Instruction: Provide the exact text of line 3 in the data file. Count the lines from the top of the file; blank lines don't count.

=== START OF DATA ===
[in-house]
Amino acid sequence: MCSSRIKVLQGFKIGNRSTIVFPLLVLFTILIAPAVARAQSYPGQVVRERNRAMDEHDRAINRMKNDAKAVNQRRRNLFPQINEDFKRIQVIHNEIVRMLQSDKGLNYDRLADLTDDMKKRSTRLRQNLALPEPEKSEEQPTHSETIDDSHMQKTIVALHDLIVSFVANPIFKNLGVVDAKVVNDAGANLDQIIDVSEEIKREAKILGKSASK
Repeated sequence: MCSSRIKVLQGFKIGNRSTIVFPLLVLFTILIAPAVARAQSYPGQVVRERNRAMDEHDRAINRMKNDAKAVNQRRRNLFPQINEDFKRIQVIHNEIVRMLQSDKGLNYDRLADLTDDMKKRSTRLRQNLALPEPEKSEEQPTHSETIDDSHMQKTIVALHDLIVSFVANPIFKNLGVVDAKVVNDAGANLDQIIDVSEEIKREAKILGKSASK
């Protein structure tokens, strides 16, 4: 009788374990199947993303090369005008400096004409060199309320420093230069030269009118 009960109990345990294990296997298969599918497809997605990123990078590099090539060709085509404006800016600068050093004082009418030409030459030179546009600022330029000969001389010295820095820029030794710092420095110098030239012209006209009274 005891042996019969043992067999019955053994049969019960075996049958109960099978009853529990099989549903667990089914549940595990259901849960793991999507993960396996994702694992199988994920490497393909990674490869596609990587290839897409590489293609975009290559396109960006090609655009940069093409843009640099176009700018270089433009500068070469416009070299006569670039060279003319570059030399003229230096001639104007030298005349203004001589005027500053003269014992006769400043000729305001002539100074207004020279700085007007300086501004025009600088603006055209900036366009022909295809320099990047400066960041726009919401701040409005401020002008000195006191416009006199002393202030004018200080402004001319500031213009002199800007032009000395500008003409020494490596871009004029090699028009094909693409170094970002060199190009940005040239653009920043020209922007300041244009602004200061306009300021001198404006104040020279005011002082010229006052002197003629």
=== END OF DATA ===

Repeated sequence: MCSSRIKVLQGFKIGNRSTIVFPLLVLFTILIAPAVARAQSYPGQVVRERNRAMDEHDRAINRMKNDAKAVNQRRRNLFPQINEDFKRIQVIHNEIVRMLQSDKGLNYDRLADLTDDMKKRSTRLRQNLALPEPEKSEEQPTHSETIDDSHMQKTIVALHDLIVSFVANPIFKNLGVVDAKVVNDAGANLDQIIDVSEEIKREAKILGKSASK